The first outdoor museum in Sand Life was displayed for the public at Rinkaby firing range in Skåne at the 2nd of June 2014. The monument is build close to the flowering calcareous grasslands “sand steppe”, one of the most unique sandy soils in southern Sweden, and explains why the area is so special. Open Air Museum has three major components; they signal that life in the sand is extremely rich in species, they give us information on sandy soils and ultimately what is most exciting in that particular area.
-An Outdoor museum gives us information about what we see on the ground, says Karin Hernborg from Kristianstad Water Reserve that is responsible for the production of twelve outdoor museums in Sand Life. At Rinkaby firing range we learn why the military operation has been so important to the natural values of the field, the exciting discoveries that can be done on site and the endangered species that is so unique in the area. At Rinkaby you should try to find bugs in the dung, smell the fragrant pinks and listen to the wooded tree lark warbling ly-ly-lu-lu-lo in the air. -Our Outdoor museums are important tools in communicating why we need to restore sandy soils, says Gabrielle Rosquist project manager for the EU project Sand Life. Should we not lose the high number of threatened species and habitats that are available on the sandy soils, these must be opened up for animals, plants and fungi, as well as, becoming more accessible to us as visitors.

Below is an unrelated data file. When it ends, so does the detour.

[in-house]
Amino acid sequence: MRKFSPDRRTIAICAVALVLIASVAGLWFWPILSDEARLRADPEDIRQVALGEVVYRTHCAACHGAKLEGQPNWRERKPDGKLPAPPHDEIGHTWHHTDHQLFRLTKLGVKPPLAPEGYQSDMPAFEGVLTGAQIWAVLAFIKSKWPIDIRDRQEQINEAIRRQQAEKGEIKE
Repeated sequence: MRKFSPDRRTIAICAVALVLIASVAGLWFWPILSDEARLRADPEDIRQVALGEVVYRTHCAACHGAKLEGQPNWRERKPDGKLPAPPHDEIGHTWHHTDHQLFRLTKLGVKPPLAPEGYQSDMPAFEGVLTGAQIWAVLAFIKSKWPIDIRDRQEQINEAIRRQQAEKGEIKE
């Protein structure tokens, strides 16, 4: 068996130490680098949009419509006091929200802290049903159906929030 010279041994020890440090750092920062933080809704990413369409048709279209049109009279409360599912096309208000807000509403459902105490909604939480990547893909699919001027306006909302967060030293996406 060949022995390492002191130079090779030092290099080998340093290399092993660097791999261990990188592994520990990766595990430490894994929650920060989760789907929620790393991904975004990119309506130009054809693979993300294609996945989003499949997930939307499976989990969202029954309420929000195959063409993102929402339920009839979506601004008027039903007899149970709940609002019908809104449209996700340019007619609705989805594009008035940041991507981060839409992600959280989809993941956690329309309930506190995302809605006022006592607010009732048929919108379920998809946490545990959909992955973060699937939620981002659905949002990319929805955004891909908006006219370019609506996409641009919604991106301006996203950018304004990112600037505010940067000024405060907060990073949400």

Anyone who does not get to Rinkaby firing range can look at a similar outdoor museum at Friseboda south of Ahus.